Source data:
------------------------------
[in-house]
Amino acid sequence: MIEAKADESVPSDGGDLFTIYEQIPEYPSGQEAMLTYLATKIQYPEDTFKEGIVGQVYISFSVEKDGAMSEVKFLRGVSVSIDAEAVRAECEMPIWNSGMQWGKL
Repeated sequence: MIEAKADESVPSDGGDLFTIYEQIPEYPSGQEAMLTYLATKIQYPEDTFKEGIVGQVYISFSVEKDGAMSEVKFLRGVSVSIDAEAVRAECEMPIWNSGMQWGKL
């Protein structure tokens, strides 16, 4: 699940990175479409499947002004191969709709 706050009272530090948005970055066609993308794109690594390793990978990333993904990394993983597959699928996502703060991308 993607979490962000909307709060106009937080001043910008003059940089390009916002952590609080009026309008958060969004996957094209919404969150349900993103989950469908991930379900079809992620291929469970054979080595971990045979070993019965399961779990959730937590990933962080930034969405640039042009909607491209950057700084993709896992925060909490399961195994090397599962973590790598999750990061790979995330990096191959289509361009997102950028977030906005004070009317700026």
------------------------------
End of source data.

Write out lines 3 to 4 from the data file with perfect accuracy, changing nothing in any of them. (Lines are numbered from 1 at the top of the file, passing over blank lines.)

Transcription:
Repeated sequence: MIEAKADESVPSDGGDLFTIYEQIPEYPSGQEAMLTYLATKIQYPEDTFKEGIVGQVYISFSVEKDGAMSEVKFLRGVSVSIDAEAVRAECEMPIWNSGMQWGKL
């Protein structure tokens, strides 16, 4: 699940990175479409499947002004191969709709 706050009272530090948005970055066609993308794109690594390793990978990333993904990394993983597959699928996502703060991308 993607979490962000909307709060106009937080001043910008003059940089390009916002952590609080009026309008958060969004996957094209919404969150349900993103989950469908991930379900079809992620291929469970054979080595971990045979070993019965399961779990959730937590990933962080930034969405640039042009909607491209950057700084993709896992925060909490399961195994090397599962973590790598999750990061790979995330990096191959289509361009997102950028977030906005004070009317700026």